Sushi Visual Dictionary | SushiUniversity


Squid and octopus

A photo of surume ika sushi
Japanese common squid (Surume ika)

Japanese common squid (Surume ika)

Surume ika (Japanese common squid) is found around Japan and from the Sea of Okhotsk to the East China Sea and its torso is 25 cm or longer. The main spawning sites are from the waters around Kyushu to the East China Sea. Once they are born, they ride the Black Current and the Tsushima Current northward, heading for areas in the sea with abundant food. The schools that hatch in winter are caught in large quantities in the Sanriku, Eastern Hokkaido and Northern Hokkaido areas while the schools that hatch in autumn are caught in the open waters of the Japan Sea.

It accounts for half of the squid caught in Japan and can be eaten throughout most of the year. As Surume ika meat is a bit tough, it is cut into thin strips and then Kakushi boucho is used to cut the fibers of the ika before making it into Nigiri sushi. Another method is cut even thinner as Itozukuri then making it into Nigiri wrapped with a strip of seaweed to hold it together. When Geso (tentacles) are rubbed with salt and then boiled, it makes for fantastic sushi.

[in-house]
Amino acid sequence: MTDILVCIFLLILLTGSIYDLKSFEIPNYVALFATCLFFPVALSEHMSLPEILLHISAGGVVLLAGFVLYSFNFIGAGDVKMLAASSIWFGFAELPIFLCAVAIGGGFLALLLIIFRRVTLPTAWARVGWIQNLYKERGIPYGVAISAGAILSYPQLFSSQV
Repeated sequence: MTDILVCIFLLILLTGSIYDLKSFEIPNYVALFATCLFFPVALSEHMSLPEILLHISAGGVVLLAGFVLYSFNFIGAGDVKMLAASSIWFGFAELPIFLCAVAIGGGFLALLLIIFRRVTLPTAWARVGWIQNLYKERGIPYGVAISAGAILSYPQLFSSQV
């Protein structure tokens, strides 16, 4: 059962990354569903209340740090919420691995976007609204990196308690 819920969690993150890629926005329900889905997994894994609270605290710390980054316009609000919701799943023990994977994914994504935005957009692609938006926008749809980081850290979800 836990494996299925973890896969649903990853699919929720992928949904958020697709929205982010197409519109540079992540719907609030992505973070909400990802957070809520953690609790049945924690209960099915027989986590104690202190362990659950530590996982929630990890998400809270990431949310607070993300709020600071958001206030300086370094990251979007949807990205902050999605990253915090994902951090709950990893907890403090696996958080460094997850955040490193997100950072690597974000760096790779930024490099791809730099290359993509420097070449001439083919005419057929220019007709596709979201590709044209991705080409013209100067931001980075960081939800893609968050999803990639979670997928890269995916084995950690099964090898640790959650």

Depending on the Edomae sushi specialty shop, either boiled Surume ika (where the Surume ika is boiled only for a few minutes in a mixture of soy sauce and water) is made into Nigiri sushi, or sushi rice is packed into the boiled squid to make Inrouzume.

They have a high content of low-calorie, high-quality proteins and are rich in taurine, which is thought to have effects of treating fatigue and lowering cholesterol. The liver has high vitamin A content. As the Surume ika can host the anisakis parasite, you must be careful when consuming it raw.

Also called Short-finned squid.

Related contents:
WHAT IS WA-BOCHO (JAPANESE KITCHEN KNIVES)?

Main production area

Hokkaido Aomori Toyama Nagasaki

Famous production area

Mutsuwan

Season

Autumn-Winter